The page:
Family accuses city of lacking teeth on animal bylaws after dog attacks pet
While Montreal’s dangerous dogs bylaw was meant to prevent attacks, a Riviere-des-Prairies family is accusing the new rules of lacking teeth.
Brandon Paterno MacQueen said he was walking his schnauzer Albert in a park in May when he was attacked by another dog.
“I was screaming really loud, ‘Don’t hurt my dog, don’t kill my dog,’” said MacQueen.
The family rushed Albert to a vet for emergency treatment. Albert sustained deep cuts in the attack.
“If it was a little bit deeper there’s a good chance he’d be dead because it split open right near the artery,” said MacQueen’s father Donald.
While MacQueen’s family called police, officers told him to instead call the city.
Brandon’s mother Ida Paterno said police told them things would have gone differently if the other dog had killed Albert or injured Brandon.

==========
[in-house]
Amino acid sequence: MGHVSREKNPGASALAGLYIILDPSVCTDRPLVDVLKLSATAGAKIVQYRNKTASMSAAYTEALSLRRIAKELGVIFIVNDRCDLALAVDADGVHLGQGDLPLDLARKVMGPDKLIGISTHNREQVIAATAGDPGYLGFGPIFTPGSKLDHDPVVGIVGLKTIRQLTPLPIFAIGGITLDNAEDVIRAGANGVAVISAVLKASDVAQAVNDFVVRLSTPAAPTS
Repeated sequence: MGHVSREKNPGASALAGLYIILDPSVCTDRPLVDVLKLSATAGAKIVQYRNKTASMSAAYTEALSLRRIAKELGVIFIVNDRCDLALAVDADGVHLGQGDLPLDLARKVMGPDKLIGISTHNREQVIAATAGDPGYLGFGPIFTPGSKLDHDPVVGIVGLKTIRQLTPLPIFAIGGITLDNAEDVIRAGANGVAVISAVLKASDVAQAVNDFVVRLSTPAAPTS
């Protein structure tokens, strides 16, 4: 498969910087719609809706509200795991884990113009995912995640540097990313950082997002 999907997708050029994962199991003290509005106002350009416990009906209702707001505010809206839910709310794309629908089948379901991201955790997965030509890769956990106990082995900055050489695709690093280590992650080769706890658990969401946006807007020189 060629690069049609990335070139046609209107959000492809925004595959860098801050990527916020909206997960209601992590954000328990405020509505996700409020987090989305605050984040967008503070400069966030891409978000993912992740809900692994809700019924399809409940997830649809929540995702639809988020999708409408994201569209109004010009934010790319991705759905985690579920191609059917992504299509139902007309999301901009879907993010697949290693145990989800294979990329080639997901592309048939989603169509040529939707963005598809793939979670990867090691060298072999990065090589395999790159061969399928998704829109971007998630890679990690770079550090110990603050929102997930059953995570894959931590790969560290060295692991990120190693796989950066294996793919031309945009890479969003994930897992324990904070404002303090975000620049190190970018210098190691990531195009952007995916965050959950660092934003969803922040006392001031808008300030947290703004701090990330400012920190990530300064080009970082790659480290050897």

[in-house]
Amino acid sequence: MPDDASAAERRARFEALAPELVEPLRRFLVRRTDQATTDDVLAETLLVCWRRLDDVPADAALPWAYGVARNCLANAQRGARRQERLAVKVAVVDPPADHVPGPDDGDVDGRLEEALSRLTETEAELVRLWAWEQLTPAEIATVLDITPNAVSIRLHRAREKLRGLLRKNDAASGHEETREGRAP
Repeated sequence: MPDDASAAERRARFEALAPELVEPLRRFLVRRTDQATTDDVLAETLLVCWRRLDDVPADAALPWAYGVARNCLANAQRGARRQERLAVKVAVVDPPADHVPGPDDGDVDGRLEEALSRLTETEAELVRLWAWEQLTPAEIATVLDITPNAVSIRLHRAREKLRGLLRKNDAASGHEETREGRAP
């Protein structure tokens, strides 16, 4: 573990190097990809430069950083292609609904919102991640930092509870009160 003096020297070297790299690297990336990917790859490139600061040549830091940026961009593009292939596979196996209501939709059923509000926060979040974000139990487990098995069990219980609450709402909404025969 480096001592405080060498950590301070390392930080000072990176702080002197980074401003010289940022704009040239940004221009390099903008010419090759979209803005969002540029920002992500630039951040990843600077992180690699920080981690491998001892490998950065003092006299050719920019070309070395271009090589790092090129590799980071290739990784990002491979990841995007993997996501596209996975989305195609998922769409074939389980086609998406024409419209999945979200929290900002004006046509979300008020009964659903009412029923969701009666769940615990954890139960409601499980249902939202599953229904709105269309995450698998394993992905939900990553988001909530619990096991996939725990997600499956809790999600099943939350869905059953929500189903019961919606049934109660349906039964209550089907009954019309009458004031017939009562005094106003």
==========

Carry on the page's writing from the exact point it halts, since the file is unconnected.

“I’m like ‘Yeah, that’s it, it’s always wait until something happens,’” she said.
Montreal’s new animal bylaws, adopted last year, state an at-risk dog is one that attacks or bites another person or pet. Montreal officials, including Mayor Valerie Plante, said that when such an attack happens, Montrealers should call 311 and the animal will be evaluated.
Donald MacQueen said that’s what the family did, but didn’t receive a response until after three months and five calls.
“We called them several times, the last time we called, the person actually took the report,” he said.
Montreal currently has 89 dogs on its potentially dangerous list, with breeds running from mastiffs to chihuahuas.
The MacQueens said that while they want the city to act, they also want the other dog’s owners to cover Albert’s $350 vet bill. Brandon said the incident has made him weary of other dogs.
“I’m scared now sometimes,” he said. “I ask my mom if I can pet them or not.”